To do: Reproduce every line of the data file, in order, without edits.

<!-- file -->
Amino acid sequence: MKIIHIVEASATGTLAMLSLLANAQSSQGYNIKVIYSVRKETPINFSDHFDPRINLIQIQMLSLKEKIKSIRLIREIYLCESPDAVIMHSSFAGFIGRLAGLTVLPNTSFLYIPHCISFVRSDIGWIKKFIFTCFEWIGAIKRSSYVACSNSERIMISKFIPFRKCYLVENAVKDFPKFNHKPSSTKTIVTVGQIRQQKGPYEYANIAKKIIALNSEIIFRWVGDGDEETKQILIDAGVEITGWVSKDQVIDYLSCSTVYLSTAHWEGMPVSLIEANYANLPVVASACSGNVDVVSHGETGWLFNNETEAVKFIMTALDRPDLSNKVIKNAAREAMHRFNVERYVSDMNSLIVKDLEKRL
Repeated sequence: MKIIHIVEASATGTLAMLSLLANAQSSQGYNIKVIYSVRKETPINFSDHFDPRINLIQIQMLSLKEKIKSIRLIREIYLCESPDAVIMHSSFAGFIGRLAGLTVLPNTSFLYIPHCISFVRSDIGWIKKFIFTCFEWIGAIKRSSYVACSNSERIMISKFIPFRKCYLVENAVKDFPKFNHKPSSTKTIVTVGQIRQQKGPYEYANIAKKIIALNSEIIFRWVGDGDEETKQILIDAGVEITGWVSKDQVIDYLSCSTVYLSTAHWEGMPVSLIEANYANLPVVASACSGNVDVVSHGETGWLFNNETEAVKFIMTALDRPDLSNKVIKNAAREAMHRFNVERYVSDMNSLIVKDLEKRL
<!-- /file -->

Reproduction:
Amino acid sequence: MKIIHIVEASATGTLAMLSLLANAQSSQGYNIKVIYSVRKETPINFSDHFDPRINLIQIQMLSLKEKIKSIRLIREIYLCESPDAVIMHSSFAGFIGRLAGLTVLPNTSFLYIPHCISFVRSDIGWIKKFIFTCFEWIGAIKRSSYVACSNSERIMISKFIPFRKCYLVENAVKDFPKFNHKPSSTKTIVTVGQIRQQKGPYEYANIAKKIIALNSEIIFRWVGDGDEETKQILIDAGVEITGWVSKDQVIDYLSCSTVYLSTAHWEGMPVSLIEANYANLPVVASACSGNVDVVSHGETGWLFNNETEAVKFIMTALDRPDLSNKVIKNAAREAMHRFNVERYVSDMNSLIVKDLEKRL
Repeated sequence: MKIIHIVEASATGTLAMLSLLANAQSSQGYNIKVIYSVRKETPINFSDHFDPRINLIQIQMLSLKEKIKSIRLIREIYLCESPDAVIMHSSFAGFIGRLAGLTVLPNTSFLYIPHCISFVRSDIGWIKKFIFTCFEWIGAIKRSSYVACSNSERIMISKFIPFRKCYLVENAVKDFPKFNHKPSSTKTIVTVGQIRQQKGPYEYANIAKKIIALNSEIIFRWVGDGDEETKQILIDAGVEITGWVSKDQVIDYLSCSTVYLSTAHWEGMPVSLIEANYANLPVVASACSGNVDVVSHGETGWLFNNETEAVKFIMTALDRPDLSNKVIKNAAREAMHRFNVERYVSDMNSLIVKDLEKRL